On the needles: Katie’s Kep

I’m knitting away on Katie’s Kep, a free pattern from Shetland Wool Week. Anne Lindquist at For Yarn’s Sake put together 5 different color kits, based on the ones in the pattern. This made it really easy for me to choose my colors without agonizing over what goes with what. Thanks, Anne!

I’ll be teaching a stranded colorwork Zoom class with this pattern in January for For Yarn’s Sake, twice! Both classes are sold out already. Should we add another one?

I’ve been struggling a bit with this project. It’s not a pattern problem; the pattern is well written and easy to follow. The charts are great. The problem is my needle; the stitches keep getting caught on the join between the cable and the needle of this 16” ebony circular. Yesterday I decided I’d had enough, so I walked up to Close Knit and purchased a new needle. I wanted a wooden needle, hoping to avoid gauge changes when swapping. The old needle is ebony, and the new needle is from the Knitter’s Pride Ginger line. The smooth join makes knitting this project much more enjoyable!

While I was swapping needles, I took the opportunity to measure for gauge and try on the hat while the stitches had room to spread out. It’s definitely big enough for my biggish head! The hat is supposed to measure 56 cm, which Alexa says is 22 inches. And that’s pretty much what I have. (I love that I can ask Alexa to do my conversions for me, so I don’t have to look it up and do the math.)

You might wonder how I got so far without checking gauge. I mostly don’t do gauge swatches for hats, knowing that I don’t usually wear hats, and that the hat is a sample and will fit *someone*. By the time you cast on enough stitches to knit a gauge swatch, you may as well have jumped into the hat project, if you’re willing to rip if it’s way off. And so I do. (Hint number one from class.)

Also, stranded colorwork always looks lumpy and bumpy before it’s blocked. Fear not; things will calm down. Clearly, I haven’t washed and blocked my swatch (for looks nor for gauge), since I didn’t knit one. I’m fine with that. Again, you have to assess your own risk tolerance. (Hint number two from class!)

I may order one more ball of the background color; the pattern doesn’t use much of the patterning color, and with one more ball of background I think I could get a second hat. Eventually. When I catch up with myself! (The kits have 2 balls of the background color, but you won’t use all of the second ball.)

Have you knit stranded colorwork? Did you enjoy it? Have you *cut* your stranded colorwork?

Oh! I’m also teaching a class on cutting your first steek! Homework is knitting a simple coffee coaster, in the round. We reinforce the steek and cut and finish during class. February 21 through For Yarn’s Sake. Cutting a coaster is much less fraught than cutting your first steek on a sweater you’ve knit for months!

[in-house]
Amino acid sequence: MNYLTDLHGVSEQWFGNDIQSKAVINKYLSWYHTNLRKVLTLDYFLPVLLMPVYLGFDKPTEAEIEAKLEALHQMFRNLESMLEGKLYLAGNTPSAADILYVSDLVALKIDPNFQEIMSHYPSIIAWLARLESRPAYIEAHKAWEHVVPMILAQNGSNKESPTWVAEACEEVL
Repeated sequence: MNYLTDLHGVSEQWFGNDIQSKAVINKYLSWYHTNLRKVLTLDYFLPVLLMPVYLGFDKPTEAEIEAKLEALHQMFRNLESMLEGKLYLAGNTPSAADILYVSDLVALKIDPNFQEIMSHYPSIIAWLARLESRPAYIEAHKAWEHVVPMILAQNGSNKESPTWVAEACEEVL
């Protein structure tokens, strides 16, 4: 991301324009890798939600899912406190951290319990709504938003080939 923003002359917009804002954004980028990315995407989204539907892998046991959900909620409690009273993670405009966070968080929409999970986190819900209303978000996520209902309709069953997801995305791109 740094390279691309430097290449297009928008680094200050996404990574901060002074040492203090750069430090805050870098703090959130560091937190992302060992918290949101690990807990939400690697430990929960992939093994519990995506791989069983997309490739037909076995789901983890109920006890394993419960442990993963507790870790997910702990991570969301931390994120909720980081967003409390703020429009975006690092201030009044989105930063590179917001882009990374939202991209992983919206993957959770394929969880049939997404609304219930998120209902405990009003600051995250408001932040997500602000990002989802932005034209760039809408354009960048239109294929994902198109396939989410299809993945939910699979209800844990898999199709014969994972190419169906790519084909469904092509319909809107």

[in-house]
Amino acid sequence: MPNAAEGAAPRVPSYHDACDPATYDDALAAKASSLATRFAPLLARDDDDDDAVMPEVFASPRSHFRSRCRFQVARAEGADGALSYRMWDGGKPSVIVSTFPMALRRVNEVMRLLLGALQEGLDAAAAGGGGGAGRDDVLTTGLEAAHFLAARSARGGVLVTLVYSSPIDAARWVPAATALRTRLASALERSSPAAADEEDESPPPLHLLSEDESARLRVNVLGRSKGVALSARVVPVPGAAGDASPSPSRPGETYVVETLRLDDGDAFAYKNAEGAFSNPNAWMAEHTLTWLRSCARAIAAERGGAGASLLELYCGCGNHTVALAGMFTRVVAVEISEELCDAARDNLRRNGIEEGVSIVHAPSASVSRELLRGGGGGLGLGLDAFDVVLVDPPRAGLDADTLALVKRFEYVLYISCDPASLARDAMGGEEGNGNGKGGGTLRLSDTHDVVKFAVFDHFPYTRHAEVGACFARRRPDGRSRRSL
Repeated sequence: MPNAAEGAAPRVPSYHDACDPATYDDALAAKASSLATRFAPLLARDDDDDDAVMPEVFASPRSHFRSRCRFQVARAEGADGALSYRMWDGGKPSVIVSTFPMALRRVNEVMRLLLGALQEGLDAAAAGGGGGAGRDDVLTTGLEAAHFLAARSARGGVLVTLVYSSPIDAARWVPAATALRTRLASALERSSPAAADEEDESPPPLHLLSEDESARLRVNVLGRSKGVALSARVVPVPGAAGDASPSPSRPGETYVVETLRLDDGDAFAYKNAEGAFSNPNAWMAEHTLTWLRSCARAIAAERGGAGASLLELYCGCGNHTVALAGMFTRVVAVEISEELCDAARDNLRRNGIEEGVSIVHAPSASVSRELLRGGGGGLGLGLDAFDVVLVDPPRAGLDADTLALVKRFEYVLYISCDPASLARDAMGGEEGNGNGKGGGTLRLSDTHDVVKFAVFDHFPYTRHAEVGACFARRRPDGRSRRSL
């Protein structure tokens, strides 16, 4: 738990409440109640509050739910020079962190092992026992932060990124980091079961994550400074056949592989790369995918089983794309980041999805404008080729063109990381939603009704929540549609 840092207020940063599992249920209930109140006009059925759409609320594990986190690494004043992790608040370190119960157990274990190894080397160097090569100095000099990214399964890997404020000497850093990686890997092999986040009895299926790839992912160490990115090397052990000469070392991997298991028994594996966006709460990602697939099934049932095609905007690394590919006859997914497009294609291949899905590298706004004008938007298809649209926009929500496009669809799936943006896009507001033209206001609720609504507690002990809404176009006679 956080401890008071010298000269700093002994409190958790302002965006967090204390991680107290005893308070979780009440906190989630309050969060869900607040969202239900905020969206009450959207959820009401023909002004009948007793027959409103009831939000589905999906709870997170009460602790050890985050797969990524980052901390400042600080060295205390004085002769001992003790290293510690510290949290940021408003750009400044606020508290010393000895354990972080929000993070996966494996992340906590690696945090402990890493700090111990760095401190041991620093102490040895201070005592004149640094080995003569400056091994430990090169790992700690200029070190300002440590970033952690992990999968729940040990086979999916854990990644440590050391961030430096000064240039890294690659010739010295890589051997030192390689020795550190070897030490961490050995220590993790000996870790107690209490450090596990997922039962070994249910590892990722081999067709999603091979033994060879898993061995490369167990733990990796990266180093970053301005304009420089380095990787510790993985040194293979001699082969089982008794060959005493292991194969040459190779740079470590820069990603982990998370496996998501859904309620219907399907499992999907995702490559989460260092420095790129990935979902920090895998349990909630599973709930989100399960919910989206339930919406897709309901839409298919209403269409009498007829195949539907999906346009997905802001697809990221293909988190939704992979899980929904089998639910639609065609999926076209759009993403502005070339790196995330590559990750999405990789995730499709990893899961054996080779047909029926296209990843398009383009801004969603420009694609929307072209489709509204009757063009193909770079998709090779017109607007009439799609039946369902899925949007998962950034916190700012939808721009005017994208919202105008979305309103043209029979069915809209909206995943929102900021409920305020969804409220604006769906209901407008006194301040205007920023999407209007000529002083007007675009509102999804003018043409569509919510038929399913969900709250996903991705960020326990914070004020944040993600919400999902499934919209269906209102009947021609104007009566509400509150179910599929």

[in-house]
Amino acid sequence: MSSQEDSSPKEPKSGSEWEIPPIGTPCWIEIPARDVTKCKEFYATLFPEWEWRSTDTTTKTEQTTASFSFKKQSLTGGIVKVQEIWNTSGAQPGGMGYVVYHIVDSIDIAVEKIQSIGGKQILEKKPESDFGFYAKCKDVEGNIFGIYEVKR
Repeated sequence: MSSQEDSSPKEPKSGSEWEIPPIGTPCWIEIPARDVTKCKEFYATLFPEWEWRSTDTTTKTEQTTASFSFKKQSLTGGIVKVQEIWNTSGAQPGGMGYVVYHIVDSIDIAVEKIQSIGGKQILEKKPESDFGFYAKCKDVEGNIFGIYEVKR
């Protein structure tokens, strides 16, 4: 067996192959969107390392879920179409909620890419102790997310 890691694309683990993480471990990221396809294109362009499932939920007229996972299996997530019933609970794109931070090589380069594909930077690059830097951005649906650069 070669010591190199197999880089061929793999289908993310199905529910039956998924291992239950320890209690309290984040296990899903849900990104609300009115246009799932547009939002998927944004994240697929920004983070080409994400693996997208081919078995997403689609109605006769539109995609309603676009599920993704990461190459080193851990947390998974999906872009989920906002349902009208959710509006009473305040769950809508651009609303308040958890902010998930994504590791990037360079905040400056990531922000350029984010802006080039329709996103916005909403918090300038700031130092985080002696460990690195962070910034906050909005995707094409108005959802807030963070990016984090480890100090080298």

Log Cabin blocks

And! I’m also teaching Log Cabin knitting on February 7 for For Yarn’s Sake. Easy-peasy garter stitch knitting.

Okay, back to my knitting. Actually, I have to take one more picture, and then I can publish my Leafy Origami pattern. So many (figurative) hats to wear: Photographer, knitter, designer, publisher, teacher… At least they don’t mess up my hair. Onward!

6 responses to “On the needles: Katie’s Kep

  1. Kathryn Gearheard

    Delighted to see you doing the Shetland hat kit. I’ve knit four of them over the years and been to Shetland Wool Week 4x. I am as fanatical about fair isle as you are with brioche.

    I knit a Norwegian stranded yoke sweater in high school and have been crazy for color work since. Through the miracle of the internet I became good friends with Hazel Tindall with whom I’ve been able to sit and knit with several times. She uses a knitting belt with astonishing speed. Despite her efforts I have yet to master it but I must.

    I went to a tea in Lerwick where women were walking around knitting fair isle on their belts while still carrying on eye to eye conversations. It was something to see.

    It’s so nice that For Yarns Sake is now carrying so many fair isle books including Misa Hayes Journal. They sold so many they had to place a second order. Misa is on Instagram and her videos are well worth watching..

    • Anne definitely loves Fair Isle and Shetland knitting! I looked at all the books she had a few weeks ago, and it’s a great selection.

      I like bigger yarn, for the most part, but I do love stranded knitting. I’m planning a yoked sweater for DH in January; it’s Dreyma by Jennifer Steingass.

      So cool that you know Hazel Tindall!

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  2. I too have a 56cm head.
    Mine, however, isn’t looking like it on account of having been shorn all over with clippers set at what the young Chinese man told me was 6 when I had asked for a no. 4. Turns out they measure by mms whereas non-Asian hairdressers have a set of numbers relating to who knows what ..
    He said “too shor’ !” when I mentioned 4, and insisted on 6. Just as well: I would’ve ended up with a no. 2 – or even 1 !!! 😀

  3. The hat is going to be lovely!

  4. Great photo of you!! Happy Holidays!

    • Hi, Andrea: Thank you! That’s a spur of the moment, no makeup don’t care, thank goodness for portrait mode iPhone snap. The blog must go on! Hope you are well, Michele

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